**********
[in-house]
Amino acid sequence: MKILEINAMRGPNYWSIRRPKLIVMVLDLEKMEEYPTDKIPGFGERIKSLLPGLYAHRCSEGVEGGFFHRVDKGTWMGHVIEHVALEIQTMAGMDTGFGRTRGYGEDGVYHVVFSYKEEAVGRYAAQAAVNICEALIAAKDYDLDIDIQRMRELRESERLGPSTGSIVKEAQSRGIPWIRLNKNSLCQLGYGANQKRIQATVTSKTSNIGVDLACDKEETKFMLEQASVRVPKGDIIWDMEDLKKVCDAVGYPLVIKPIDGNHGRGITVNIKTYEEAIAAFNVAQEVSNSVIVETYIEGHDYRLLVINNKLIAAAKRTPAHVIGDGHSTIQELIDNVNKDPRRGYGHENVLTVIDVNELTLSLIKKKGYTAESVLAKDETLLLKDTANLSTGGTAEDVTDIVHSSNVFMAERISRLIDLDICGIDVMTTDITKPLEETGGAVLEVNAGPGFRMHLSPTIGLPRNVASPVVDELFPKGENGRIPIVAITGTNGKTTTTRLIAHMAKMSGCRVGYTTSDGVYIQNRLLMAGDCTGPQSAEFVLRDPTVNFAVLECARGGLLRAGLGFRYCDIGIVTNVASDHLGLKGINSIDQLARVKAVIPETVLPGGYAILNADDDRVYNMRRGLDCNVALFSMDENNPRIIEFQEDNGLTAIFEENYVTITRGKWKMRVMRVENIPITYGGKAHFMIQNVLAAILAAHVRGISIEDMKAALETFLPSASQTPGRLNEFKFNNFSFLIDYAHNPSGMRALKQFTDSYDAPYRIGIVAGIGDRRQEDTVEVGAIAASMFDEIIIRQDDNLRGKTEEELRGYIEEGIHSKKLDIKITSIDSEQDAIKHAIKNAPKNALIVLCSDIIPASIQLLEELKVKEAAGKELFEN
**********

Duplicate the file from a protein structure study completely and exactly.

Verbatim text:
[in-house]
Amino acid sequence: MKILEINAMRGPNYWSIRRPKLIVMVLDLEKMEEYPTDKIPGFGERIKSLLPGLYAHRCSEGVEGGFFHRVDKGTWMGHVIEHVALEIQTMAGMDTGFGRTRGYGEDGVYHVVFSYKEEAVGRYAAQAAVNICEALIAAKDYDLDIDIQRMRELRESERLGPSTGSIVKEAQSRGIPWIRLNKNSLCQLGYGANQKRIQATVTSKTSNIGVDLACDKEETKFMLEQASVRVPKGDIIWDMEDLKKVCDAVGYPLVIKPIDGNHGRGITVNIKTYEEAIAAFNVAQEVSNSVIVETYIEGHDYRLLVINNKLIAAAKRTPAHVIGDGHSTIQELIDNVNKDPRRGYGHENVLTVIDVNELTLSLIKKKGYTAESVLAKDETLLLKDTANLSTGGTAEDVTDIVHSSNVFMAERISRLIDLDICGIDVMTTDITKPLEETGGAVLEVNAGPGFRMHLSPTIGLPRNVASPVVDELFPKGENGRIPIVAITGTNGKTTTTRLIAHMAKMSGCRVGYTTSDGVYIQNRLLMAGDCTGPQSAEFVLRDPTVNFAVLECARGGLLRAGLGFRYCDIGIVTNVASDHLGLKGINSIDQLARVKAVIPETVLPGGYAILNADDDRVYNMRRGLDCNVALFSMDENNPRIIEFQEDNGLTAIFEENYVTITRGKWKMRVMRVENIPITYGGKAHFMIQNVLAAILAAHVRGISIEDMKAALETFLPSASQTPGRLNEFKFNNFSFLIDYAHNPSGMRALKQFTDSYDAPYRIGIVAGIGDRRQEDTVEVGAIAASMFDEIIIRQDDNLRGKTEEELRGYIEEGIHSKKLDIKITSIDSEQDAIKHAIKNAPKNALIVLCSDIIPASIQLLEELKVKEAAGKELFEN